In November, the new coalition government headed by Social Democratic Prime Minister Vladimir Spidla announced that it was reconsidering the plan and admitted that corruption might have been a factor in the deal. By December, police launched an investigation into the deal. In January, just-retired Czech Army Chief of Staff Jiri Sedivy became the chairman of Housing and Construction's supervisory board and was tasked with lobbying the new government on the company's behalf. When asked about his new position with the company, Sedivy told the "Prague Post," "I've looked over the company's data and [considered] their business intentions here, and I haven't come across any suspicious practices."
The police investigation is to be completed in March, and the Spidla government will then decide about the project and H&C's involvement in it. RK
TRIAL OF ARMS TRAFFICKERS BEGINS IN TORINO.
The long-awaited trial of Dmytro Streshinsky and his alleged accomplices, a group accused of arms trafficking to Croatia after the outbreak of war in the former Yugoslavia in 1992-94, began in Torino, Italy in January. Named in the indictment along with Streshinsky are the current national security adviser to Ukrainian President Leonid Kuchma, former Ukrainian Security Service (SBU) head Yevhen Marchuk; Oleksandr Zhukov, a former Ukrainian citizen from Odesa and the head of Sintez Oil company; and two Russian businessmen, Leonid Lebedev and Mark Garber, founders of the Russian oil company Sintez Oil, the parent company of the Zhukov-owned branch in Odesa. Also indicted were a former Croatian citizen and a Greek national.
According to the indictment, Marchuk -- at that time the head of the SBU -- organized a conspiracy to illegally smuggle arms to Croatia. He allegedly recruited Streshinsky to join in this conspiracy while he provided protection to the actual dealers and was paid from the profits of the sale. Marchuk insists that he is innocent and has provided a copy of a letter he sent to the then-president of Ukraine, Leonid Kravchuk, in which he reports on the attempts by Streshinsky to illegally purchase arms and the actions of the SBU to prevent this. (For the full text of that letter, see "RFE/RL Crime, Corruption, and Terrorism Watch," 10 January 2002.)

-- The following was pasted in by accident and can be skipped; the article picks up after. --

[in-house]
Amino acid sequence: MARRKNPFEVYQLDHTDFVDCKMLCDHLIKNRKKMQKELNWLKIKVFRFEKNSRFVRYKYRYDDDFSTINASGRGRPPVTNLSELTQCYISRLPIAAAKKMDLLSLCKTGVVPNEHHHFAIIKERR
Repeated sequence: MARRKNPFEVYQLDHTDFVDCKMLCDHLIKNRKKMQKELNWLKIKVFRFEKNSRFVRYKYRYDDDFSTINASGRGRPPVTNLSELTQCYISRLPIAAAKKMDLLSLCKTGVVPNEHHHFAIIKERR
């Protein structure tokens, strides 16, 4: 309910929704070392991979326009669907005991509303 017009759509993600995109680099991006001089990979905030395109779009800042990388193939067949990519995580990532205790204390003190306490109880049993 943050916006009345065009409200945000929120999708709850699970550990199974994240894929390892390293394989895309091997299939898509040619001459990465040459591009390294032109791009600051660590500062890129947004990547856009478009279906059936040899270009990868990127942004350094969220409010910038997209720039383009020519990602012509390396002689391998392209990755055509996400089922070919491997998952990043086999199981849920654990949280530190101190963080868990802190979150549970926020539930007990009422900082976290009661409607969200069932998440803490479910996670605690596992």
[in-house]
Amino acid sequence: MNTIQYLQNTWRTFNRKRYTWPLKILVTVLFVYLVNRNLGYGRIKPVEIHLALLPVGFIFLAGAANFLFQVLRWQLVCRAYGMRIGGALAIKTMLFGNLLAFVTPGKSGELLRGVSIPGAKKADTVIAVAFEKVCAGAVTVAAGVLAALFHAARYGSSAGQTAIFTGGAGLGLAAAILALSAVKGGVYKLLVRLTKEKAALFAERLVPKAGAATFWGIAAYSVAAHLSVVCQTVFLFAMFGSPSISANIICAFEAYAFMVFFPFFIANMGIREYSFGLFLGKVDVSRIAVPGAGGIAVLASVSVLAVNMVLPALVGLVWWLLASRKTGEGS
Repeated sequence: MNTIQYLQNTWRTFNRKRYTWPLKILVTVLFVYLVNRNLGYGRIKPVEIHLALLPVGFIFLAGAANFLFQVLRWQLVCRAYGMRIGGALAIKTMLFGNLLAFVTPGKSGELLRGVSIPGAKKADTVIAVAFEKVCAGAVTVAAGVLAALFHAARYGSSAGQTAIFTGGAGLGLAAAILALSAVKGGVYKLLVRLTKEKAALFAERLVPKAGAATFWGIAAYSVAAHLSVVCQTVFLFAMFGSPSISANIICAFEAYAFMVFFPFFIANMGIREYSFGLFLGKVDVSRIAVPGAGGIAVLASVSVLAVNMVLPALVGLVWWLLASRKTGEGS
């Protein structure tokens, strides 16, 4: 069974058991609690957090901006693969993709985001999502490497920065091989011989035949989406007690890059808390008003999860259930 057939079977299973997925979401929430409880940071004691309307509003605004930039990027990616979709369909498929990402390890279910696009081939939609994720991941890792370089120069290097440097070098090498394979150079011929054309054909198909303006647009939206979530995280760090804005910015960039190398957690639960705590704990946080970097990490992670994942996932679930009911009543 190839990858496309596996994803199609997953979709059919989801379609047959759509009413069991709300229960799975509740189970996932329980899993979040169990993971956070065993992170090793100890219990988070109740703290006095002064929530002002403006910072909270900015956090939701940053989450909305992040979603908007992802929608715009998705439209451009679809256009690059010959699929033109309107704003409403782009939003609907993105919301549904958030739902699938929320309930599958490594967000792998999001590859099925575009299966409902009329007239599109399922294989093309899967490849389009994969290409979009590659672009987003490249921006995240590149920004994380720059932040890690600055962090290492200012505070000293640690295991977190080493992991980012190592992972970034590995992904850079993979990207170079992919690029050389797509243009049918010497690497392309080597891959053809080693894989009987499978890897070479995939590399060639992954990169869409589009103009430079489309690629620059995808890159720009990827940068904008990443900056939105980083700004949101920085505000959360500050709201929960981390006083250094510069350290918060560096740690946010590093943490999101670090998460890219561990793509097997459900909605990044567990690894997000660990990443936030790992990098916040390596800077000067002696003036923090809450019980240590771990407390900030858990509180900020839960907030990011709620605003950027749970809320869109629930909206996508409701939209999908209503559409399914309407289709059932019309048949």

On 8 March 1994, the cargo ship "Jadran Express" was detained by the Italian police off the coast of Italy with contraband weaponry reportedly destined for Croatia. According to Marchuk, this was part of a joint operation conducted by the SBU, the Italian police, and other law-enforcement services to end this trade. Streshinsky was apprehended by German police in the fall of 2000 and soon afterwards was turned over to Italian authorities on arms-smuggling charges. During the ensuing interrogations, Streshinsky named Marchuk as the organizer of the criminal grouping.
Zhukov was arrested on Sardinia in April 2001 and was released from prison in mid-2002 on the condition that he not leave Italy. Lebedev and Garber are both in Moscow, and the Russian government will not allow them to be extradited for trial. Lebedev was in fact elected a member of a local regional council in 2002. Marchuk has not indicated whether he will stand trial in Torino, but thus far he has not appeared. RK
By Roman Kupchinsky
Beginning in 1992 and continuing through 1999, the years of the Yeltsin presidency, an average of $50 million left Russia every day to be secretly deposited into accounts throughout the world. Some of this money went to the United States, some to Western Europe. Much of it left Moscow or St. Petersburg for the tiny island of Nauru, in the Pacific Ocean or to banks on Cyprus before being wired to accounts in Israel, England, Spain, Antigua, or another destination where it was then converted into real estate or invested into the local economy. That capital flight during the eight-year period represents some $150 billion that left Russia, most of it never to return. As these huge sums were being sent out of the country, many of the men doing the sending were meeting with Western bankers and financiers to arrange for loans for their companies or to have them underwrite bond issues that they claimed they needed in order to build their businesses.
Concurrently, the government of Russia was looking for International Monetary Fund (IMF) money and World Bank loans ostensibly to shore up its currency or to fund projects needed for renovating the country's infrastructure. Some critics complained that Russia was becoming a financial "black hole." There was even talk in the U.S. Congress of stopping all loans to Russia.
The schemes used to take such money out were as unlimited as human imagination. Overbilling for imported goods was a practically foolproof method: "Company X" in St. Petersburg would place an order for $20 million worth of widgets from "Company Y" in Egypt. The real cost of the widgets was $10 million, of course. But "Company Y" would then deliver the widgets to an affiliate of "Company X" in Cyprus and bill them $20 million. The money would be transferred from St. Petersburg into the account of the affiliate in Cyprus to pay the bill. The Egyptian company would then get $12 million ($10 million for the widgets and $2 million as carrying charges), and the remaining $8 million would then go into hidden accounts of "Company X" managers in some bank in Antigua, for instance. The money was not stolen or earned from illegal sales of drugs or weapons to some outlaw regime, but from genuine transactions. But the managers of "Company X" did not want to pay Russian taxes and did not trust their government (for perhaps sound reasons) and parked the cash offshore. Some subsequently used this cash to buy expensive houses for themselves and their relatives in Spain or in the South of France -- and everyone in the food chain was happy, aside from those millions of Russians who could not afford to conduct such transactions and who, for example, had to support retired parents sporadically receiving their state pension payments of $18 per month.